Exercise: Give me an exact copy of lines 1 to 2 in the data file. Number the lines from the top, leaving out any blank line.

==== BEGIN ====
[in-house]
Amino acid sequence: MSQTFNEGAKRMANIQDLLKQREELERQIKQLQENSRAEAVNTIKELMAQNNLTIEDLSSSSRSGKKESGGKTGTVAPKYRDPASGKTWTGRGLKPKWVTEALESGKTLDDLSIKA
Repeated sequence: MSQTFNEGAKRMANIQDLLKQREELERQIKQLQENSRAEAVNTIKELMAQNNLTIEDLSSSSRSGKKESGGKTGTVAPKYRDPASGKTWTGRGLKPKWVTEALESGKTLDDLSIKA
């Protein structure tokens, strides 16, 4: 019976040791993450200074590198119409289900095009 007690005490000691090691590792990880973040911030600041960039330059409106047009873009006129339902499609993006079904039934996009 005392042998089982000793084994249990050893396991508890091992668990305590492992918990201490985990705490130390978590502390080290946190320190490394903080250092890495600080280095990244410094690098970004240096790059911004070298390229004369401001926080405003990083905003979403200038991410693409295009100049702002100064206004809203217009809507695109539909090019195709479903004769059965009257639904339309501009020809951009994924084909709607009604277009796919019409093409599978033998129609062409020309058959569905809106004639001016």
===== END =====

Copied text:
[in-house]
Amino acid sequence: MSQTFNEGAKRMANIQDLLKQREELERQIKQLQENSRAEAVNTIKELMAQNNLTIEDLSSSSRSGKKESGGKTGTVAPKYRDPASGKTWTGRGLKPKWVTEALESGKTLDDLSIKA